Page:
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3 Amazing Herbs For The Immune System

Do you think your immune system is taking adequate care of you?

Do you fall prey to seasonal illnesses or illnesses that get passed around: colds, flu, etc? Are sick more often than others around you?

If you are answering yes to the last two questions, then your immune system may not be protecting you adequately.

Highly Sensitive People And The Immune System

It is a bit unfair to blame the immune system for our getting sick particularly if you are a highly sensitive person.

One of the biggest health challenges that highly sensitive people have is supporting and maintaining a healthy immune system. Our immune system often cannot cope with the demands that our nervous systems and cultural expectations place on it.

Although everyone needs to take care of their immune systems, HSPs need to step up their self-care to compensate for higher demands on their bodies. The specific burden that highly sensitive people have is stress – stress in such high volume that it overwhelms our bodies, immune system included, if we are not careful. Even if we were to lead an extremely quiet lifestyle, we need to support our immune systems because our hyperactive nervous system are naturally active all of the time. In the best of situations, we are vulnerable to becoming depleted from nervous system stress.

The Special Problem Of Stress And The HSP Immune System

If we are experiencing a lot of stress and our immune systems become weakened, then when other problems arise, we have a more difficult time coping with them. Viruses, parasites, and other invaders are more likely to take hold in our systems.

Therefore, in addition to stress reduction strategies, it is a good idea for highly sensitive people to offer their bodies some immune system support. These herbs can help:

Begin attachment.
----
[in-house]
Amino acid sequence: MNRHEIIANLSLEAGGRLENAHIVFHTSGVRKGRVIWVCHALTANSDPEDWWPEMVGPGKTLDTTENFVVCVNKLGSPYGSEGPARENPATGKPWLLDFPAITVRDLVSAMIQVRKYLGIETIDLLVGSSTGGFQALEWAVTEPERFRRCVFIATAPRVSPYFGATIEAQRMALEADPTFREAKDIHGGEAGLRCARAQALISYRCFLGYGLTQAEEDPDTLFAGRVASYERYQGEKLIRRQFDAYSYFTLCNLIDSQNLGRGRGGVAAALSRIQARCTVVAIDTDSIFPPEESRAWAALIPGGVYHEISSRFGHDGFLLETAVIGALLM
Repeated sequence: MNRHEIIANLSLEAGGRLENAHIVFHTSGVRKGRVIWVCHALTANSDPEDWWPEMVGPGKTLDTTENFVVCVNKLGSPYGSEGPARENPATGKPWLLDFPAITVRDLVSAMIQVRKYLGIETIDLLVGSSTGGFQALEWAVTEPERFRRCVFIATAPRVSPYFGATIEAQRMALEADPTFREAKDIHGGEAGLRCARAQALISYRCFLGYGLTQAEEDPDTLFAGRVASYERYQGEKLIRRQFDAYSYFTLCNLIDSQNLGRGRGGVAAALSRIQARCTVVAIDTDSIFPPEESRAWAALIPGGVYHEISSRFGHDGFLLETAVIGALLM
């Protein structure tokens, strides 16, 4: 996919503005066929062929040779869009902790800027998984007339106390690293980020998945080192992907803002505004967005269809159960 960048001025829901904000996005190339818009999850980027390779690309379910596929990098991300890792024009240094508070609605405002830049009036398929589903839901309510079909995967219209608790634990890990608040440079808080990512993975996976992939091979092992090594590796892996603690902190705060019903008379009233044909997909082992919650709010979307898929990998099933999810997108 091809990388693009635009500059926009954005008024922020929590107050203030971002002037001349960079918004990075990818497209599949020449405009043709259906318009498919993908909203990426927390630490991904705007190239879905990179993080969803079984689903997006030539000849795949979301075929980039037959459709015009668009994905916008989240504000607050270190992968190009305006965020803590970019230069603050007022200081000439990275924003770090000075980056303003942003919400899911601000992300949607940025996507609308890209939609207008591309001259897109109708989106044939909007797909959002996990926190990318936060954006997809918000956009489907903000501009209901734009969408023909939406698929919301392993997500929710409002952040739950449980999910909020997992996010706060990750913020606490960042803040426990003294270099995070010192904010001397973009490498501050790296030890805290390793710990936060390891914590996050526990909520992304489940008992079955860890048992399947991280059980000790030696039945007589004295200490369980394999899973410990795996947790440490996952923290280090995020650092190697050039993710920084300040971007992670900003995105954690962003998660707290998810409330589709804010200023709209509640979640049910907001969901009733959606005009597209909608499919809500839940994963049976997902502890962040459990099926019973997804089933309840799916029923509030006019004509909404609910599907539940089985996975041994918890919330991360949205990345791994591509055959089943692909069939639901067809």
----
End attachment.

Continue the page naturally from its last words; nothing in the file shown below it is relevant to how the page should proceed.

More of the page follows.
1. ashwaghandha is one of the most important herbs for highly sensitive people because not only does it help with stress but it also builds you up. It has the ability to reduce high cortisol levels which gets activated under stress and which can be chronically active in highly sensitive people. Since highly sensitive people are under stress a lot of the time, ashwaghandha is highly valuable as a defense against the effects on long term elevated cortisol which can cause metabolic syndrome and other conditions. Metabolic syndrome is considered an indicator of the potential to eventually get diabetes. Ashwaghandha is one of the most important Ayurvedic herbs because it not only calms the nervous system, but it also boosts energy and vitality, making it particularly important for HSPs who often feel drained.
  2. tulsi or holy basil is considered a holy plant in Ayurveda that brings in positive energy into the body and help eliminate negative energy. It is rich in antioxidants and  strengthens the immune system. It is considered a healing agent for the nervous system, so it reduces stress symptoms. Like ashwaghandha, tulsi is considered an adaptogen, which means it will strengthen the body. Tulsi will improve mental functioning in particular the memory.
  3. neem is an amazing herb that is antiviral, antifungical, antibacterial and antiseptic. It is a blood cleaner that is beneficial for skin conditions and dental health. Neem is a strong immune system booster.

All of the herbs individually and combined will help any highly sensitive person to improve the functioning of their nervous and immune systems. They are herbs that I use and personally recommend.

About Maria Hill

Maria Hill is the founder of Sensitive Evolution. She is the author of The Emerging Sensitive: A Guide For Finding Your Place In The World. In addition, she has created the immersive Emerging Sensitive Program of "sensory processing yoga" using frameworks to help sensitive people master their sensitivity and turn it into the asset it can be. She also offers the Emerging Sensitive Movie Club focused on movies and discussions about living in the world as a sensitive person and navigating the challenging cultural shifts of our times. She is a longtime meditator, reiki master, student of alternative health and Ayurveda. Maria is also an abstract painter whose portfolio can be found at Infinite Shape and also very interested in animal and human rights and the environment.

2 Comments

  1. Ann on December 7, 2012 at 1:59 am

    Pardon my late night response to your herbs for immune support where I incorrectly called Astragalus root in Chinese medicine Ma huang, Ma huang is Ephedra, not Astragalus. The correct Chinese name for Astragalus is Huang qi. Sorry for confusion, Ma huang and Huang qi are very different!!!!!!!oops…



    • Maria on December 7, 2012 at 6:00 am

      No problem. I am not that familiar with Chinese herbs. Thank you for the information.



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